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Visualizing what we eat in redesigned food labels

UC Berkeley’s School of Journalism, in partnership with GOOD magazine, is hosting a contest to vote on a redesigned food nutrition label.  The entries can be viewed at Berkeley’s News21 site.  The idea behind the contest, as GOOD explains, is to create nutrition labels that more clearly indicate the level of healthiness of the food – if it is good or bad for you, how much of it is composed of fats, how heavily processed the food is, etc.

Many designers submitted entries to the contest.  Here is one that uses color coding as its main differentiating feature:

 

Though there are a lot of great features of this design, an obstacle to its being widely used is its greatest feature.  The use of color coding, while visually appealing and easily understood, may be prohibitively expensive to implement.  Manufacturers would no doubt resist.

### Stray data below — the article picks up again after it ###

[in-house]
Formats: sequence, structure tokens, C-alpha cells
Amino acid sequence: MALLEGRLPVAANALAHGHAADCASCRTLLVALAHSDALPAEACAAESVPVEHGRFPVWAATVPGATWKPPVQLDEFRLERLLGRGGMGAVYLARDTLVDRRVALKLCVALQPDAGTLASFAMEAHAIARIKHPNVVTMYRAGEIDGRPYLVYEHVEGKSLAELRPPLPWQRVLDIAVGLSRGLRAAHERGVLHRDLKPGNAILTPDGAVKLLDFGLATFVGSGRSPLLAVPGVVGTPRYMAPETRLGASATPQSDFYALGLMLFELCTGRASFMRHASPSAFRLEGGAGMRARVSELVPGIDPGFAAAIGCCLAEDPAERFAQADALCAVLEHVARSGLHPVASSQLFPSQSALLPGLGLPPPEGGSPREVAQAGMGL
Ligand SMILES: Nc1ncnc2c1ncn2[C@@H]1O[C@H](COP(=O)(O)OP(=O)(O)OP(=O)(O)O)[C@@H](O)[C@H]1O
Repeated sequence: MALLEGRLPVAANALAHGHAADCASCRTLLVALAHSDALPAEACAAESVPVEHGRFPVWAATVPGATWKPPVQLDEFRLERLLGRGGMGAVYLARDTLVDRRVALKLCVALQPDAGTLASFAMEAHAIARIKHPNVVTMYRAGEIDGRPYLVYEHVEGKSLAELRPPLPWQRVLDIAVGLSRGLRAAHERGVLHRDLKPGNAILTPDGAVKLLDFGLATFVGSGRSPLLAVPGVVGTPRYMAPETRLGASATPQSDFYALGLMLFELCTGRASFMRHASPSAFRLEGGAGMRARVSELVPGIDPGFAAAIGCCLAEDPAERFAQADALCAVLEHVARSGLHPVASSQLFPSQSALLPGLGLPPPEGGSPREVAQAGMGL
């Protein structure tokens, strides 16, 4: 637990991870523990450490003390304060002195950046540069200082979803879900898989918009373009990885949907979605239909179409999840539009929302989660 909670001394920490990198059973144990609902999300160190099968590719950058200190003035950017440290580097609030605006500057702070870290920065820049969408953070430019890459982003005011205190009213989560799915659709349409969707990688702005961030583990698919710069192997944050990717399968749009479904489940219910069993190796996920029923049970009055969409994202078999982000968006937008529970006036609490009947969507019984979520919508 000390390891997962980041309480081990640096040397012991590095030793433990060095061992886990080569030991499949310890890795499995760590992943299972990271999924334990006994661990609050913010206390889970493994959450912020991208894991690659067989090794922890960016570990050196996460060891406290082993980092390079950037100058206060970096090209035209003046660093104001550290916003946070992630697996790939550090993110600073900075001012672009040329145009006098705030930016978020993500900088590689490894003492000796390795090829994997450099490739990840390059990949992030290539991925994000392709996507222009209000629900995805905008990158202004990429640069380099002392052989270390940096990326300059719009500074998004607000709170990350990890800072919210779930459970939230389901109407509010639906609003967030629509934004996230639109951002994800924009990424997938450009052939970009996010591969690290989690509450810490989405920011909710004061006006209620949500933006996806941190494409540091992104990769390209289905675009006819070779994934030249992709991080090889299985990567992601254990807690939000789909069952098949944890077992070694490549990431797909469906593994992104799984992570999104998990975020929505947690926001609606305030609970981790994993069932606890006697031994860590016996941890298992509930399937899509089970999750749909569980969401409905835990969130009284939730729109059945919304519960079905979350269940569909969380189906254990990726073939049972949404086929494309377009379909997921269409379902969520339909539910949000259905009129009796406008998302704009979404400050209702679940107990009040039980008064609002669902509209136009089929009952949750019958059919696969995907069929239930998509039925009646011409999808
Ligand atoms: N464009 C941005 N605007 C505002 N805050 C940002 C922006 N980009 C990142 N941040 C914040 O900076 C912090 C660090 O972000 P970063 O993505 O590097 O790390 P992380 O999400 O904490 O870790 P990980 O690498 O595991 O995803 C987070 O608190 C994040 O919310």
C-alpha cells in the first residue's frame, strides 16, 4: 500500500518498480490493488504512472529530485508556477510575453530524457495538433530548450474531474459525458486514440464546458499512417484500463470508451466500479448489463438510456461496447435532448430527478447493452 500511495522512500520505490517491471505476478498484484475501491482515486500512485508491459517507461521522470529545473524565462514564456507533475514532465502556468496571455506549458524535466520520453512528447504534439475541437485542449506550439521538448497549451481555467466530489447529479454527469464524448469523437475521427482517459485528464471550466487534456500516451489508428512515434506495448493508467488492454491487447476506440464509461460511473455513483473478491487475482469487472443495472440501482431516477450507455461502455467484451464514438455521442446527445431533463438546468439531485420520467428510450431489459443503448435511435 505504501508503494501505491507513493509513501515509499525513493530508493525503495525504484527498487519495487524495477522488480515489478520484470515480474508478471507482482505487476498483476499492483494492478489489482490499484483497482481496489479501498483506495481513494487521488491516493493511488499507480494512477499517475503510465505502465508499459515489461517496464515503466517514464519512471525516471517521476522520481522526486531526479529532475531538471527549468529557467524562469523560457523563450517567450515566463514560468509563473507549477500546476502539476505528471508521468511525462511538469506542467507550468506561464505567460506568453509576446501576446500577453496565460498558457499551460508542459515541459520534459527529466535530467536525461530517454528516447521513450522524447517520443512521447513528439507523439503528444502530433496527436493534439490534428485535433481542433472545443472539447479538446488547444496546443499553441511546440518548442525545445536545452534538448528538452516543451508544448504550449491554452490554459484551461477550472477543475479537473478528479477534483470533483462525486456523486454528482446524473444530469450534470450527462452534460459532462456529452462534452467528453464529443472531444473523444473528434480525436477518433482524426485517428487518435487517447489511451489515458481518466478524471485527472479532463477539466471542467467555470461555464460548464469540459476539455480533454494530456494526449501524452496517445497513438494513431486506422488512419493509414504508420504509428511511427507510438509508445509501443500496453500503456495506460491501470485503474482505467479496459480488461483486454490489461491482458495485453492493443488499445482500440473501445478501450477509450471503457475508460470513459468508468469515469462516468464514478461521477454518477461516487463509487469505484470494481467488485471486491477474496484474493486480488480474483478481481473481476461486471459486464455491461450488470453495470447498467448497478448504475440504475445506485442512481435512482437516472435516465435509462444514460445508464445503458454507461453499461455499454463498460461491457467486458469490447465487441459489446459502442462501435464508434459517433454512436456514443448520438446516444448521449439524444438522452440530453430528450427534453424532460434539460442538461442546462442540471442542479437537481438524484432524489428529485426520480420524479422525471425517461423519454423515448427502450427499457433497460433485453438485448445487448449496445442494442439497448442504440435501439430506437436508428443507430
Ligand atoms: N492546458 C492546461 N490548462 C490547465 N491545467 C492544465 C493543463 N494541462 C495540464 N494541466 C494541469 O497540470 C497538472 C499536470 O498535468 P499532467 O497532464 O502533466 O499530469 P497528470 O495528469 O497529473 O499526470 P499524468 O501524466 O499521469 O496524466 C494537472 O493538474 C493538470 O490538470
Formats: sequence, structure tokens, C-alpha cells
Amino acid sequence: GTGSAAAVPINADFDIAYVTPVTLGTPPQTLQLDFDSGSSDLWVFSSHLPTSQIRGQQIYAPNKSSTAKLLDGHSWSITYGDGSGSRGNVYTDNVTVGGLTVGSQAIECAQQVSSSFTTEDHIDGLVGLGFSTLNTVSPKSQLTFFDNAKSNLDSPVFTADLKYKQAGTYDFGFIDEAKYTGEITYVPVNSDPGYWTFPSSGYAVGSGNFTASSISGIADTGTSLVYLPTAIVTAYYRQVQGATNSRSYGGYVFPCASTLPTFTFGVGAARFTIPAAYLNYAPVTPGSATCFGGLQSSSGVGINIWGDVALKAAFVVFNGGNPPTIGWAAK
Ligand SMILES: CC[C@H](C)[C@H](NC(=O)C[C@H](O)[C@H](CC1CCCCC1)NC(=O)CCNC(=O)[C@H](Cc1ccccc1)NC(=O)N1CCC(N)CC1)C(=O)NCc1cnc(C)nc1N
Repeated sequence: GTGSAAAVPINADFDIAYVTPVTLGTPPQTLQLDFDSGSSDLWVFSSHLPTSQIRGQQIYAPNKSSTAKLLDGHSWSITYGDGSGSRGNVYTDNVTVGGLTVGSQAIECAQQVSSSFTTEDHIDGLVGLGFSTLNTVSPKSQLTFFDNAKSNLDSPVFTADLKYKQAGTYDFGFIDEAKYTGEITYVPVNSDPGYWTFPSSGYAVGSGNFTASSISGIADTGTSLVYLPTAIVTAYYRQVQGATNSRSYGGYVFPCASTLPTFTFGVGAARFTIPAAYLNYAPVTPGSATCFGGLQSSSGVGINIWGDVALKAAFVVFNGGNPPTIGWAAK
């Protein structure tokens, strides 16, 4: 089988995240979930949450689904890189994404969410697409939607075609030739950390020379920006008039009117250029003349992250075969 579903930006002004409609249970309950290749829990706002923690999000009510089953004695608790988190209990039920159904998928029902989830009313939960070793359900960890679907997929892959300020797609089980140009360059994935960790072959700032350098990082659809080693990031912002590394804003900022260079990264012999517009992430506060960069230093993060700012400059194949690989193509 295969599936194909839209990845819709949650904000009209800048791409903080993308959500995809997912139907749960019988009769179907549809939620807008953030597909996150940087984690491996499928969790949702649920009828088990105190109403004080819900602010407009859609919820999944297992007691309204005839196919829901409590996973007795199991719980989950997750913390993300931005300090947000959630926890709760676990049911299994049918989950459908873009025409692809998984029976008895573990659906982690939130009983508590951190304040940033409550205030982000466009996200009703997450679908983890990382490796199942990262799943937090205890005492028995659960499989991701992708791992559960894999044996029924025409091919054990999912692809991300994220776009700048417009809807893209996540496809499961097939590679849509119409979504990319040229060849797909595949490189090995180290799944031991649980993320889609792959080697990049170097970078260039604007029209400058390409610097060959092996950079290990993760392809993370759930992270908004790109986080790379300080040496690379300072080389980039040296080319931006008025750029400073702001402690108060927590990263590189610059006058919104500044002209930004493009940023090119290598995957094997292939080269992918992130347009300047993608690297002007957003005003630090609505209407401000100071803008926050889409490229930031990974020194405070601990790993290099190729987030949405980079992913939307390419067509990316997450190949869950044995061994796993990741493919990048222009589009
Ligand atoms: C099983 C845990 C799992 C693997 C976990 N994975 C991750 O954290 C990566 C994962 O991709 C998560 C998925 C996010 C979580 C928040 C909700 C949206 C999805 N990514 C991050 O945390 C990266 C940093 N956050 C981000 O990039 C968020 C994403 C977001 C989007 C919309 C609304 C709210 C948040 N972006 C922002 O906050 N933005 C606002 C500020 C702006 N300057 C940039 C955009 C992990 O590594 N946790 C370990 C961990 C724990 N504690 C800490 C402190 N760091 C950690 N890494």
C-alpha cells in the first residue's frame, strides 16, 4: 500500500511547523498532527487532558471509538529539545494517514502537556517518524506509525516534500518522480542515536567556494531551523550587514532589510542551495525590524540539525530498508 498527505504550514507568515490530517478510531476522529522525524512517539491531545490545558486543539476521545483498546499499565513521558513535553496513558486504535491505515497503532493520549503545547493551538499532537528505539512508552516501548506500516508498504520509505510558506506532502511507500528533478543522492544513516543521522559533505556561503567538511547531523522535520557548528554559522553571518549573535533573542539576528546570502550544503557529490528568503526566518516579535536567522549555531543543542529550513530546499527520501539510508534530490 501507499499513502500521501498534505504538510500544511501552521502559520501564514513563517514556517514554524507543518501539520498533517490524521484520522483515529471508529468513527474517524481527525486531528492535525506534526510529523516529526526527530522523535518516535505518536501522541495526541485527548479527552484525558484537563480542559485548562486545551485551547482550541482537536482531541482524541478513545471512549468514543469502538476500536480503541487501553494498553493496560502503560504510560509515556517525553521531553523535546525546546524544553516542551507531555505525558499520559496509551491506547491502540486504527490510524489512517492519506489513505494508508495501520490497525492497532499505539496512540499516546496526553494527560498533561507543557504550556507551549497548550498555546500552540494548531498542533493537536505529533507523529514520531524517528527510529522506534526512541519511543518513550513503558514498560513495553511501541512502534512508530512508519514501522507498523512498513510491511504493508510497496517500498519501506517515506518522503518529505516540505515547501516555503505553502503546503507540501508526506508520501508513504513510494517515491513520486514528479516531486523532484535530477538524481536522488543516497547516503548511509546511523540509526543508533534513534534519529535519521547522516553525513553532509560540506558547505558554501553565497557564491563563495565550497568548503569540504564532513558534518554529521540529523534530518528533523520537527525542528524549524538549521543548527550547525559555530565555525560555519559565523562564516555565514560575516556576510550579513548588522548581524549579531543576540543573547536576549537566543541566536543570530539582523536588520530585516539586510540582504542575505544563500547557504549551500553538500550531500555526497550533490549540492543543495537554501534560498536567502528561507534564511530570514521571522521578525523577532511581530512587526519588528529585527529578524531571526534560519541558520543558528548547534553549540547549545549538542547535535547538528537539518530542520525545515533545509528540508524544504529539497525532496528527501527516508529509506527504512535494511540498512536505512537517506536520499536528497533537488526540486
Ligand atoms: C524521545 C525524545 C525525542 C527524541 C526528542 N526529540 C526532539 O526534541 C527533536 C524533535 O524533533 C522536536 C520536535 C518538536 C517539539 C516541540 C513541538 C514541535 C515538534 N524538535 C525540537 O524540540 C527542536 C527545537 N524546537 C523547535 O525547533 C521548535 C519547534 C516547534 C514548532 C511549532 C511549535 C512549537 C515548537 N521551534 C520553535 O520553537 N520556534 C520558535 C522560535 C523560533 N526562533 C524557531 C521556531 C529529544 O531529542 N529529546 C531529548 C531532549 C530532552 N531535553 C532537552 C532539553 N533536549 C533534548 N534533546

Here is an example that at first glance, is similar to current nutrition labels:

Here is another example where color coding is used:

Again, color coding makes the health elements of this food item clear.  However, we don’t have a measure for the overall health of the item, for how many servings there are in the container, and particularly what the amount consumed vs. the suggested serving size is.  Though sodium, sugars, etc. are color coded, this graphic could be improved by providing more information about the food.

Take a look at the site – what do you think food labels today lack most?  Are better designed labels going to make a difference in America’s obesity epidemic?

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